Health In Focus
  • High levels of endogenous protein namely Retinol Binding Protein 3 (RBP3) occurring in the eye may be able to prevent progression or even reverse early diabetic retinopathy and prevent progression of the condition
  • If the findings of the current study become applicable in clinical practice, it could help preserve the sight of several thousand patients diagnosed with diabetic retinopathy
  • Currently, available treatments include either laser photocoagulation or anti-VEGF injections to treat advanced diabetic retinopathy

Higher levels of endogenous protein namely Retinol Binding Protein 3 (RBP3) present in the eye may be able to reverse early diabetic retinopathy and prevent progression according to a recent study by scientists at Joslin Diabetes Center.

The findings of the study appear in the journal Science Translational Medicine.

Why Some Patients with Longterm Diabetes Don't Develop Retinopathy?

Although diabetic eye complications are seen in most patients with longstanding diabetes, about 35% of patients don't develop eye complications despite having elevated glucose levels.
Good News for Patients With Diabetic Retinopathy

Dr. King, senior author and his team hypothesized that these patients might have some endogenous or naturally occurring substance protecting them from the harmful effects of high glucose levels. This new study built on this hypothesis aimed to determine possibly what naturally occurring substance could be protecting the eye.

To test their hypothesis, the team of scientists studied patients who were part of the Medalist group of the Joslin Diabetes Center's50-Year Medal Program that recognizes and honors patients who have lived with insulin-dependent diabetes for over 50 years for their successful diabetic management.

Details of the Study

  • The team obtained samples from the eyes of patients both from living patients undergoing surgery and from people who had donated their eyes after death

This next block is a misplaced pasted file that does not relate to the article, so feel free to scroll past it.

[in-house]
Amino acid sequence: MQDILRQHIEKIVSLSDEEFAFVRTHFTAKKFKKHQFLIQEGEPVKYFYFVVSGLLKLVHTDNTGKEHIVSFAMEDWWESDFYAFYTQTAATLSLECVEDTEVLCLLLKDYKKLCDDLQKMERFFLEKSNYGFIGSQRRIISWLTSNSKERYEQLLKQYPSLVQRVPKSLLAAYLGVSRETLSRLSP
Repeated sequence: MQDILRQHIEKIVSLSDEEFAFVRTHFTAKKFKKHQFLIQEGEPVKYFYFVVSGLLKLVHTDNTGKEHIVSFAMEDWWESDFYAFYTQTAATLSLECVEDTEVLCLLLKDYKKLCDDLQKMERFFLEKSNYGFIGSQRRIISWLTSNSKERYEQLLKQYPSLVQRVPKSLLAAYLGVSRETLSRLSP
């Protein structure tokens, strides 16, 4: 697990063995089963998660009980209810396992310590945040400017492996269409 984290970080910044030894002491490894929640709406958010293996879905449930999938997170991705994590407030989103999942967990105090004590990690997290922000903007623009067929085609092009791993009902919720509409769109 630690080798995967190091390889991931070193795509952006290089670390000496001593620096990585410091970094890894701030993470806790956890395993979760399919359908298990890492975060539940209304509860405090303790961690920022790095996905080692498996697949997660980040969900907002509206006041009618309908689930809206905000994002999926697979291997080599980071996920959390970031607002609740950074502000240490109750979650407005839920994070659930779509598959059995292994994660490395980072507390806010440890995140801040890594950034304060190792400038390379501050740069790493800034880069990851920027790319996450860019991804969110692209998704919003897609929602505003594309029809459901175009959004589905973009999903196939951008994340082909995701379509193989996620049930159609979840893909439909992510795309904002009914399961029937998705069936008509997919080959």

• The study team analyzed several proteins that were present, to identify whether any specific protein occurred in higher amounts in the eyes of patients who did not develop retinopathy
  • They found that RBP3, a protein normally occurring in the retina of the eye was increased
  • To check whether this was the protective agent, the team designed experiments to compare the effects of normal against the increased expression of RBP3 in mouse models
  • They found mice having overexpression of RBP3 were protected from developing diabetic retinopathy
  • Next, the scientists injected pure RBP3 into the vitreous of the eyes of mice having early stages of retinopathy and found that injection of this protein reversed some of the early damage caused by diabetic retinopathy
  • They also demonstrated that many diabetes patients appear to have reduced expression of RBP3 which explains why only some patients with diabetes are protected from eye disease
"If we could find out what's causing the decrease of RBP3 in the retina in the first place, we could design some kind of treatment to maintain its production, allowing all diabetic patients to have endogenous protection against eye disease," says Dr. King.

Developing Targeted Therapy for Early Diabetic Retinopathy

Retinol Binding Protein 3 is found in everyone's eyes and is necessary to regenerate a specific form of vitamin A in the eye that is necessary for normal activity of sight-giving rods and cones. However, when RBP3 is exposed to high glucose levels, it plays a protective role by preventing the entry of glucose into the retinal cells by blocking the action of glucose transporter, GLUT-1.

A better understanding of the mechanisms by which this occurs may allow scientists to develop a targeted treatment to treat early diabetic retinopathy".

"We are interested in how we can treat diabetic eye disease at its earliest stages before it gets to the severe forms," says Dr. King.

Scope of the Study and Future Plans

  • During the study, the scientists discovered that although RBP3 mainly occurs in the eye, it is also detected to a small extent in the blood. Dr. King and his team plan to conduct further research to determine if RBP3 levels in the blood have any relationship to risk of developing diabetic retinopathy
  • If a correlation is found, RBP3 could be used as a potential biomarker that physicians who are not familiar with retinal examination can routinely use in clinical practice to screen for diabetic retinopathy
  • As such it would be possible to diagnose the condition early by a blood test and manage accordingly
In summary, increased levels of retinol-binding protein 3 (RBP3) may have a protective effect in preventing the progression of early diabetic retinopathy and can help in the development of targeted treatment for early diabetic retinopathy and prevent blindness.

References :
  1. Joslin researchers uncover protective factor in diabetic eye disease - (

Source: Medindia

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